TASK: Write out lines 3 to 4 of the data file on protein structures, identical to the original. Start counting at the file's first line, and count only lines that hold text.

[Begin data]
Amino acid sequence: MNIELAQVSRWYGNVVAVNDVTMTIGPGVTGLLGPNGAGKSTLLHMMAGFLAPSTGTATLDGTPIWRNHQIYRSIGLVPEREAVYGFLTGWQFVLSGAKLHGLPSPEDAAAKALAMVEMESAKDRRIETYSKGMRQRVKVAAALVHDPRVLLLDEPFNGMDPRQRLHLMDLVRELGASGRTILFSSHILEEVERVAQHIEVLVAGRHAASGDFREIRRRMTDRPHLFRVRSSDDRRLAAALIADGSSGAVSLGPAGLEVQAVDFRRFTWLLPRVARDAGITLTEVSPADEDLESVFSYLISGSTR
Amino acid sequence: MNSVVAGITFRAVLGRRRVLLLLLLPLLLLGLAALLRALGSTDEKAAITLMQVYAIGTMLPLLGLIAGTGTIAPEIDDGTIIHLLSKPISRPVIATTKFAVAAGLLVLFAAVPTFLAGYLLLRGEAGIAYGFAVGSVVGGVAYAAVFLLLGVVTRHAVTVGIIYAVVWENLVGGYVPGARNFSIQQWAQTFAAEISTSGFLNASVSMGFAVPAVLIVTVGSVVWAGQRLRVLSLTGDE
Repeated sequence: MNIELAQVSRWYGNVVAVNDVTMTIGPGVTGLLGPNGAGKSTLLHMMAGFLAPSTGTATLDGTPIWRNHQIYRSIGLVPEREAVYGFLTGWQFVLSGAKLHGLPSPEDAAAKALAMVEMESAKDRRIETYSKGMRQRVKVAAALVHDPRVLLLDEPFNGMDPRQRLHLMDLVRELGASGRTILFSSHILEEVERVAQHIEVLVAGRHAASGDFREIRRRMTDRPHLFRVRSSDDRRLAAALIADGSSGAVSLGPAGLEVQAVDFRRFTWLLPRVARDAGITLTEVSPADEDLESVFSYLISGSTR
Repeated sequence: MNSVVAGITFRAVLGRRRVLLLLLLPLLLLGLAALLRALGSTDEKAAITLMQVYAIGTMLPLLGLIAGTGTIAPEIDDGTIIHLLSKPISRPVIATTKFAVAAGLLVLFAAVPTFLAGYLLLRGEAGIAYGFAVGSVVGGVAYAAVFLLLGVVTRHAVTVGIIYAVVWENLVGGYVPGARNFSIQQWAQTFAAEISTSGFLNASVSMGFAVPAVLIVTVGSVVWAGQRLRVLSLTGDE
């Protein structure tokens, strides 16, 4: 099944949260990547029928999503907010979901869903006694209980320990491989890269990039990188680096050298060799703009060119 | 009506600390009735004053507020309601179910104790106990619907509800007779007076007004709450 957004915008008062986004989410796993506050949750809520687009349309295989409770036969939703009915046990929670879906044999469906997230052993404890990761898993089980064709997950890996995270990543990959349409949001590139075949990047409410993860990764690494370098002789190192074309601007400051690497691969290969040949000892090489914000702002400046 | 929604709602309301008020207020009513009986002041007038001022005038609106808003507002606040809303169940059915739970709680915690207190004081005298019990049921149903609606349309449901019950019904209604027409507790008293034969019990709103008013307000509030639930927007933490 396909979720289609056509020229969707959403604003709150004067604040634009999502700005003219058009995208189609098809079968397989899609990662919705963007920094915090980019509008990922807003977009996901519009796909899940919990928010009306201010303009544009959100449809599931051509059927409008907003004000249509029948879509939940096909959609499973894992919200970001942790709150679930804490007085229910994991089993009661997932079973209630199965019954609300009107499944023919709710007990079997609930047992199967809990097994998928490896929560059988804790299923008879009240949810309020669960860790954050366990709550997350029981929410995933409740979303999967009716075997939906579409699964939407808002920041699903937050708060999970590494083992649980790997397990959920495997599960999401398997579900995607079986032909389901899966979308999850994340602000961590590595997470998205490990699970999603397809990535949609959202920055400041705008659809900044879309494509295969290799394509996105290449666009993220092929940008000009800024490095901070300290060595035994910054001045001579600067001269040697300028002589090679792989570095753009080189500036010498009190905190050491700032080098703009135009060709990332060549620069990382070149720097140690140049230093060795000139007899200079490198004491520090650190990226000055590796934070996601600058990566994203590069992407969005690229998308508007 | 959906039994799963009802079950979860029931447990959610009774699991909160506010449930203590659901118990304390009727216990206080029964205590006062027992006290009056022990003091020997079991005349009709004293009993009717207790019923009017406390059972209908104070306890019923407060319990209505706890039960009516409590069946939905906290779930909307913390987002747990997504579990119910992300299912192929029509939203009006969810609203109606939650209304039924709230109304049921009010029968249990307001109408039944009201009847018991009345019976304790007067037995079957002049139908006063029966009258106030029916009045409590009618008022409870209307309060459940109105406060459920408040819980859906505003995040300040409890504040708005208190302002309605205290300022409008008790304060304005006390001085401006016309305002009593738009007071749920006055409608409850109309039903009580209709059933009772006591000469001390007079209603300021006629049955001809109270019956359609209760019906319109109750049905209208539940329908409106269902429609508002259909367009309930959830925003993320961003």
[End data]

Repeated sequence: MNIELAQVSRWYGNVVAVNDVTMTIGPGVTGLLGPNGAGKSTLLHMMAGFLAPSTGTATLDGTPIWRNHQIYRSIGLVPEREAVYGFLTGWQFVLSGAKLHGLPSPEDAAAKALAMVEMESAKDRRIETYSKGMRQRVKVAAALVHDPRVLLLDEPFNGMDPRQRLHLMDLVRELGASGRTILFSSHILEEVERVAQHIEVLVAGRHAASGDFREIRRRMTDRPHLFRVRSSDDRRLAAALIADGSSGAVSLGPAGLEVQAVDFRRFTWLLPRVARDAGITLTEVSPADEDLESVFSYLISGSTR
Repeated sequence: MNSVVAGITFRAVLGRRRVLLLLLLPLLLLGLAALLRALGSTDEKAAITLMQVYAIGTMLPLLGLIAGTGTIAPEIDDGTIIHLLSKPISRPVIATTKFAVAAGLLVLFAAVPTFLAGYLLLRGEAGIAYGFAVGSVVGGVAYAAVFLLLGVVTRHAVTVGIIYAVVWENLVGGYVPGARNFSIQQWAQTFAAEISTSGFLNASVSMGFAVPAVLIVTVGSVVWAGQRLRVLSLTGDE